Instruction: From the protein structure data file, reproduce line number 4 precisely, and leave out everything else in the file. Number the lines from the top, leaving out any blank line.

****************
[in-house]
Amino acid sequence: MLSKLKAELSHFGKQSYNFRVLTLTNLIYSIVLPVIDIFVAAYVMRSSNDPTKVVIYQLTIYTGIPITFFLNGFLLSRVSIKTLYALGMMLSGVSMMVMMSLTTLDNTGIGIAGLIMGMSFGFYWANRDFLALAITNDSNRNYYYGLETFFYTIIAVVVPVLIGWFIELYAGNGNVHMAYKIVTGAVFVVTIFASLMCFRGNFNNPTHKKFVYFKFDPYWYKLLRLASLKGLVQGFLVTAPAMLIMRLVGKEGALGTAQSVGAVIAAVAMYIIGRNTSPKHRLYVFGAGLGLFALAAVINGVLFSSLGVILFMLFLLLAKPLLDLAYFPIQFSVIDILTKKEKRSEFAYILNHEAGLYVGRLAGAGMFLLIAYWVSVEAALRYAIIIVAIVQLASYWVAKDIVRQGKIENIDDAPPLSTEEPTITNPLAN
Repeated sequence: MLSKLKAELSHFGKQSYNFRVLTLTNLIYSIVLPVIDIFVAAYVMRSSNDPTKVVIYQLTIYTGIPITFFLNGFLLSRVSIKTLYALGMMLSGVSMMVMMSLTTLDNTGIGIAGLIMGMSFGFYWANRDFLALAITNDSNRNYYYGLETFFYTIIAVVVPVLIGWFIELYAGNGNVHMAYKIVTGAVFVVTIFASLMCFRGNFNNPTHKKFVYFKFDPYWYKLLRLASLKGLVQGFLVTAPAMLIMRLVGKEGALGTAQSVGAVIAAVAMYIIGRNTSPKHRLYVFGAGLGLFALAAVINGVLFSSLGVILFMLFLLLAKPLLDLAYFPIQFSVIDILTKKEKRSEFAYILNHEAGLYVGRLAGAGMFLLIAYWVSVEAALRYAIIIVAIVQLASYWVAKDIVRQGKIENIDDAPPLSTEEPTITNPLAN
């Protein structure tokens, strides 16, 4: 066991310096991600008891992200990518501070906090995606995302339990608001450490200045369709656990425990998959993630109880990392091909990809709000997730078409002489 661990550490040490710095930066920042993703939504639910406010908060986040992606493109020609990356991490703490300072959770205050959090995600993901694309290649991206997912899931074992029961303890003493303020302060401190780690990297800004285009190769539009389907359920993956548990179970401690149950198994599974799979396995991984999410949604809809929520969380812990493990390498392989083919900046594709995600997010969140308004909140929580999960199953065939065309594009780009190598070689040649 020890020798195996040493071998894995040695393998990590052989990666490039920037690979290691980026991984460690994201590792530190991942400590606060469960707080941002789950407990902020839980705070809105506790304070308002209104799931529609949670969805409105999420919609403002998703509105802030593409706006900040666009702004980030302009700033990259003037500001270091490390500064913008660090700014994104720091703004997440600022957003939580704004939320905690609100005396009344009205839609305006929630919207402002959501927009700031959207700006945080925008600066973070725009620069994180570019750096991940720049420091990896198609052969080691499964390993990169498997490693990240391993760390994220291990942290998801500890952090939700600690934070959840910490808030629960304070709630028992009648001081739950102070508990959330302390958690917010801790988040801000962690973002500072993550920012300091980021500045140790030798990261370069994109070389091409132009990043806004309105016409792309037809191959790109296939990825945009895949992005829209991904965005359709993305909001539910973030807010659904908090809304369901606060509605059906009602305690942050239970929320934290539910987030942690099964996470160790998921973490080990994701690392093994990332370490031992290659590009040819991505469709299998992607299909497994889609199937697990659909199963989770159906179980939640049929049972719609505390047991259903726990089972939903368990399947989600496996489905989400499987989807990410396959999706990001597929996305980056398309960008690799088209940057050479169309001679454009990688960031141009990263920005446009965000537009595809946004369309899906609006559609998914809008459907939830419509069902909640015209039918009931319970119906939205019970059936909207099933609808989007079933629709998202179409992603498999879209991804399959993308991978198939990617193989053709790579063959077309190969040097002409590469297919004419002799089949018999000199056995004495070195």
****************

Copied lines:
């Protein structure tokens, strides 16, 4: 066991310096991600008891992200990518501070906090995606995302339990608001450490200045369709656990425990998959993630109880990392091909990809709000997730078409002489 661990550490040490710095930066920042993703939504639910406010908060986040992606493109020609990356991490703490300072959770205050959090995600993901694309290649991206997912899931074992029961303890003493303020302060401190780690990297800004285009190769539009389907359920993956548990179970401690149950198994599974799979396995991984999410949604809809929520969380812990493990390498392989083919900046594709995600997010969140308004909140929580999960199953065939065309594009780009190598070689040649 020890020798195996040493071998894995040695393998990590052989990666490039920037690979290691980026991984460690994201590792530190991942400590606060469960707080941002789950407990902020839980705070809105506790304070308002209104799931529609949670969805409105999420919609403002998703509105802030593409706006900040666009702004980030302009700033990259003037500001270091490390500064913008660090700014994104720091703004997440600022957003939580704004939320905690609100005396009344009205839609305006929630919207402002959501927009700031959207700006945080925008600066973070725009620069994180570019750096991940720049420091990896198609052969080691499964390993990169498997490693990240391993760390994220291990942290998801500890952090939700600690934070959840910490808030629960304070709630028992009648001081739950102070508990959330302390958690917010801790988040801000962690973002500072993550920012300091980021500045140790030798990261370069994109070389091409132009990043806004309105016409792309037809191959790109296939990825945009895949992005829209991904965005359709993305909001539910973030807010659904908090809304369901606060509605059906009602305690942050239970929320934290539910987030942690099964996470160790998921973490080990994701690392093994990332370490031992290659590009040819991505469709299998992607299909497994889609199937697990659909199963989770159906179980939640049929049972719609505390047991259903726990089972939903368990399947989600496996489905989400499987989807990410396959999706990001597929996305980056398309960008690799088209940057050479169309001679454009990688960031141009990263920005446009965000537009595809946004369309899906609006559609998914809008459907939830419509069902909640015209039918009931319970119906939205019970059936909207099933609808989007079933629709998202179409992603498999879209991804399959993308991978198939990617193989053709790579063959077309190969040097002409590469297919004419002799089949018999000199056995004495070195």